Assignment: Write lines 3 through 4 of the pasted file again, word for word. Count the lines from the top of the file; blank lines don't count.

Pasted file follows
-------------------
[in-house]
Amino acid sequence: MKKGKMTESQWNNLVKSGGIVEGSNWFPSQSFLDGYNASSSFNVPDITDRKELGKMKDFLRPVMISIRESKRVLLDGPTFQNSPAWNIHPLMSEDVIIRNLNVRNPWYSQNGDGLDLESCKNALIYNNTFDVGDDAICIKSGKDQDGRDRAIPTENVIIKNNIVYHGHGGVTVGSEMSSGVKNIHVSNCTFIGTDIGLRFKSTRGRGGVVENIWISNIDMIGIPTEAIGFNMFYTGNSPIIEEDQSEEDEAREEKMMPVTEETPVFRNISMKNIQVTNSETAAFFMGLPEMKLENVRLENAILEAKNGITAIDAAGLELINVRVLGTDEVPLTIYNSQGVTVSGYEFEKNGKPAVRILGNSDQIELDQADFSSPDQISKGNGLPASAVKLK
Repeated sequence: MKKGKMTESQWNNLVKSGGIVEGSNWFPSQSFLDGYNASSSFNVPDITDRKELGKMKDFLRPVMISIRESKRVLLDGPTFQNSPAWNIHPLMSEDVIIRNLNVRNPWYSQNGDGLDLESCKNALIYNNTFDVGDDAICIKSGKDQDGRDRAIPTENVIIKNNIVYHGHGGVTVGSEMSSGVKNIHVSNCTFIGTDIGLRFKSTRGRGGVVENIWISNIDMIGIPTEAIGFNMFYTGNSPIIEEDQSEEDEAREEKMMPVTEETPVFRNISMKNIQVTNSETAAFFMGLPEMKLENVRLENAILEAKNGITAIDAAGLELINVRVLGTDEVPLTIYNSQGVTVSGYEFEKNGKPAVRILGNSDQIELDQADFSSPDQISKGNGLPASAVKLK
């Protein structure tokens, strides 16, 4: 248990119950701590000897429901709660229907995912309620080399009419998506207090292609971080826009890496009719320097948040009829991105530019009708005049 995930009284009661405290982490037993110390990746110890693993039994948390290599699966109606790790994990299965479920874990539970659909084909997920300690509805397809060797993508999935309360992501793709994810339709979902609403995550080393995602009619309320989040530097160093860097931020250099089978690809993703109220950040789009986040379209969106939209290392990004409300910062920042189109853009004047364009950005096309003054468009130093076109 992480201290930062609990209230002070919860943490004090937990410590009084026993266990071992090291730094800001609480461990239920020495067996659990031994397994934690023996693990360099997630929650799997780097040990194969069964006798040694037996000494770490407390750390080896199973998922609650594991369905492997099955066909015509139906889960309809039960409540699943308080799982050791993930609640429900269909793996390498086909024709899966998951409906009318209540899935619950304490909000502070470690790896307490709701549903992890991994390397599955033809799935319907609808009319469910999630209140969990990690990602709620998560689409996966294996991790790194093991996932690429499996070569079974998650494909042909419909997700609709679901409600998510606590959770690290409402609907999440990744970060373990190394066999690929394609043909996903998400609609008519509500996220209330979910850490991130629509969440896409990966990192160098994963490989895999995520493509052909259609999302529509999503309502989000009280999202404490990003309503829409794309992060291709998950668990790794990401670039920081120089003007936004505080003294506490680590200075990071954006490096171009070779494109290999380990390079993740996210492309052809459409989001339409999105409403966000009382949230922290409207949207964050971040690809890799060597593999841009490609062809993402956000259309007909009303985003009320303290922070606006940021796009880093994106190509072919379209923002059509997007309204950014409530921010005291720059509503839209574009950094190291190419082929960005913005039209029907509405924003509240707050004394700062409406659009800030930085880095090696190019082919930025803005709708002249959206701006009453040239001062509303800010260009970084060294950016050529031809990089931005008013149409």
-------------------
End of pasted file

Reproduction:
Repeated sequence: MKKGKMTESQWNNLVKSGGIVEGSNWFPSQSFLDGYNASSSFNVPDITDRKELGKMKDFLRPVMISIRESKRVLLDGPTFQNSPAWNIHPLMSEDVIIRNLNVRNPWYSQNGDGLDLESCKNALIYNNTFDVGDDAICIKSGKDQDGRDRAIPTENVIIKNNIVYHGHGGVTVGSEMSSGVKNIHVSNCTFIGTDIGLRFKSTRGRGGVVENIWISNIDMIGIPTEAIGFNMFYTGNSPIIEEDQSEEDEAREEKMMPVTEETPVFRNISMKNIQVTNSETAAFFMGLPEMKLENVRLENAILEAKNGITAIDAAGLELINVRVLGTDEVPLTIYNSQGVTVSGYEFEKNGKPAVRILGNSDQIELDQADFSSPDQISKGNGLPASAVKLK
């Protein structure tokens, strides 16, 4: 248990119950701590000897429901709660229907995912309620080399009419998506207090292609971080826009890496009719320097948040009829991105530019009708005049 995930009284009661405290982490037993110390990746110890693993039994948390290599699966109606790790994990299965479920874990539970659909084909997920300690509805397809060797993508999935309360992501793709994810339709979902609403995550080393995602009619309320989040530097160093860097931020250099089978690809993703109220950040789009986040379209969106939209290392990004409300910062920042189109853009004047364009950005096309003054468009130093076109 992480201290930062609990209230002070919860943490004090937990410590009084026993266990071992090291730094800001609480461990239920020495067996659990031994397994934690023996693990360099997630929650799997780097040990194969069964006798040694037996000494770490407390750390080896199973998922609650594991369905492997099955066909015509139906889960309809039960409540699943308080799982050791993930609640429900269909793996390498086909024709899966998951409906009318209540899935619950304490909000502070470690790896307490709701549903992890991994390397599955033809799935319907609808009319469910999630209140969990990690990602709620998560689409996966294996991790790194093991996932690429499996070569079974998650494909042909419909997700609709679901409600998510606590959770690290409402609907999440990744970060373990190394066999690929394609043909996903998400609609008519509500996220209330979910850490991130629509969440896409990966990192160098994963490989895999995520493509052909259609999302529509999503309502989000009280999202404490990003309503829409794309992060291709998950668990790794990401670039920081120089003007936004505080003294506490680590200075990071954006490096171009070779494109290999380990390079993740996210492309052809459409989001339409999105409403966000009382949230922290409207949207964050971040690809890799060597593999841009490609062809993402956000259309007909009303985003009320303290922070606006940021796009880093994106190509072919379209923002059509997007309204950014409530921010005291720059509503839209574009950094190291190419082929960005913005039209029907509405924003509240707050004394700062409406659009800030930085880095090696190019082919930025803005709708002249959206701006009453040239001062509303800010260009970084060294950016050529031809990089931005008013149409």